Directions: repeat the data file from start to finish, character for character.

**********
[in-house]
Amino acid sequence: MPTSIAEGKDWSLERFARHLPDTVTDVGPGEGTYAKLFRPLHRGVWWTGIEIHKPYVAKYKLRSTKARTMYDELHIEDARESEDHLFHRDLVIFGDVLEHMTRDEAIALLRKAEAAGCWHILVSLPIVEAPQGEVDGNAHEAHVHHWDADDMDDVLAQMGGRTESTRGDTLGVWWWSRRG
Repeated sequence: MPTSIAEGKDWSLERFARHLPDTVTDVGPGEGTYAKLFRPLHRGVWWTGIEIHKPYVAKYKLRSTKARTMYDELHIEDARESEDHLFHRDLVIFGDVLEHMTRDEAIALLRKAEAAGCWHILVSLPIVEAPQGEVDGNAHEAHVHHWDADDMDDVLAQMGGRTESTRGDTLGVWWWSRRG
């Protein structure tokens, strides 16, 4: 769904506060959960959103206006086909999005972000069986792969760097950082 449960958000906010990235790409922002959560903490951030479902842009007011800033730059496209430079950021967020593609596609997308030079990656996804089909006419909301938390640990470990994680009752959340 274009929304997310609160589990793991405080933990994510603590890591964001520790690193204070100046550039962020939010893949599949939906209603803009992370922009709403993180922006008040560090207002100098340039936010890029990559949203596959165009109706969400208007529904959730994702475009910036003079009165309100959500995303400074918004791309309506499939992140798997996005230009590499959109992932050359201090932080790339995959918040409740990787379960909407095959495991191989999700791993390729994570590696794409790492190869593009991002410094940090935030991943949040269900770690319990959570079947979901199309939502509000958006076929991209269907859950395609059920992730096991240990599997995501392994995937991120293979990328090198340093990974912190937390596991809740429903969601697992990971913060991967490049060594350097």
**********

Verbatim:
[in-house]
Amino acid sequence: MPTSIAEGKDWSLERFARHLPDTVTDVGPGEGTYAKLFRPLHRGVWWTGIEIHKPYVAKYKLRSTKARTMYDELHIEDARESEDHLFHRDLVIFGDVLEHMTRDEAIALLRKAEAAGCWHILVSLPIVEAPQGEVDGNAHEAHVHHWDADDMDDVLAQMGGRTESTRGDTLGVWWWSRRG
Repeated sequence: MPTSIAEGKDWSLERFARHLPDTVTDVGPGEGTYAKLFRPLHRGVWWTGIEIHKPYVAKYKLRSTKARTMYDELHIEDARESEDHLFHRDLVIFGDVLEHMTRDEAIALLRKAEAAGCWHILVSLPIVEAPQGEVDGNAHEAHVHHWDADDMDDVLAQMGGRTESTRGDTLGVWWWSRRG
């Protein structure tokens, strides 16, 4: 769904506060959960959103206006086909999005972000069986792969760097950082 449960958000906010990235790409922002959560903490951030479902842009007011800033730059496209430079950021967020593609596609997308030079990656996804089909006419909301938390640990470990994680009752959340 274009929304997310609160589990793991405080933990994510603590890591964001520790690193204070100046550039962020939010893949599949939906209603803009992370922009709403993180922006008040560090207002100098340039936010890029990559949203596959165009109706969400208007529904959730994702475009910036003079009165309100959500995303400074918004791309309506499939992140798997996005230009590499959109992932050359201090932080790339995959918040409740990787379960909407095959495991191989999700791993390729994570590696794409790492190869593009991002410094940090935030991943949040269900770690319990959570079947979901199309939502509000958006076929991209269907859950395609059920992730096991240990599997995501392994995937991120293979990328090198340093990974912190937390596991809740429903969601697992990971913060991967490049060594350097």